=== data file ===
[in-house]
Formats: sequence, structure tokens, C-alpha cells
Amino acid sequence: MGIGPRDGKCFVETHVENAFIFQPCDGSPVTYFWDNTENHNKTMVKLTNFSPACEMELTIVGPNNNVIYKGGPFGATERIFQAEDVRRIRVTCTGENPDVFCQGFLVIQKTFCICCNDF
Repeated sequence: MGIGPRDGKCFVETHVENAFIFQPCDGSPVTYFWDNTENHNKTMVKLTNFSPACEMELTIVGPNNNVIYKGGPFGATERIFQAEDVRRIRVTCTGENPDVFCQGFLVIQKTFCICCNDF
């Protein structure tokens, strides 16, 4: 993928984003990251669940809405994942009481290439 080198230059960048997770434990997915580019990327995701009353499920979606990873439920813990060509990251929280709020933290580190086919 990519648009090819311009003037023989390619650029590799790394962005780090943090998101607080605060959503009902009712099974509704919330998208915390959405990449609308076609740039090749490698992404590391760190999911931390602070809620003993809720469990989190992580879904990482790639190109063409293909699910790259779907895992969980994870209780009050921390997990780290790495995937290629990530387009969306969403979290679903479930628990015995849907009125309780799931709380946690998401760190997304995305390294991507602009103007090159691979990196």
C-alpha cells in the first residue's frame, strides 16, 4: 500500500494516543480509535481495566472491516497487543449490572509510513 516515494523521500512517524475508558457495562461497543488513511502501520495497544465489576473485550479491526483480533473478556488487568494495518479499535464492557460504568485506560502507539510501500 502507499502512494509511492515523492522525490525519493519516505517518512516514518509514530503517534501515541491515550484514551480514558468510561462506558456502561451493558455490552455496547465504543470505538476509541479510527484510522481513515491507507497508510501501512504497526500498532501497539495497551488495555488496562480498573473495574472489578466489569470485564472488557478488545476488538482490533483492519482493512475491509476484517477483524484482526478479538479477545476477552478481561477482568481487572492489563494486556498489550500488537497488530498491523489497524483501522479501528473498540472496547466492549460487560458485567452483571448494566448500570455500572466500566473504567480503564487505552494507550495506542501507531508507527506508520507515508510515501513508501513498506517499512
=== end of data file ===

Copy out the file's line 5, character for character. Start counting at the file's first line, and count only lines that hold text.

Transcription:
């Protein structure tokens, strides 16, 4: 993928984003990251669940809405994942009481290439 080198230059960048997770434990997915580019990327995701009353499920979606990873439920813990060509990251929280709020933290580190086919 990519648009090819311009003037023989390619650029590799790394962005780090943090998101607080605060959503009902009712099974509704919330998208915390959405990449609308076609740039090749490698992404590391760190999911931390602070809620003993809720469990989190992580879904990482790639190109063409293909699910790259779907895992969980994870209780009050921390997990780290790495995937290629990530387009969306969403979290679903479930628990015995849907009125309780799931709380946690998401760190997304995305390294991507602009103007090159691979990196």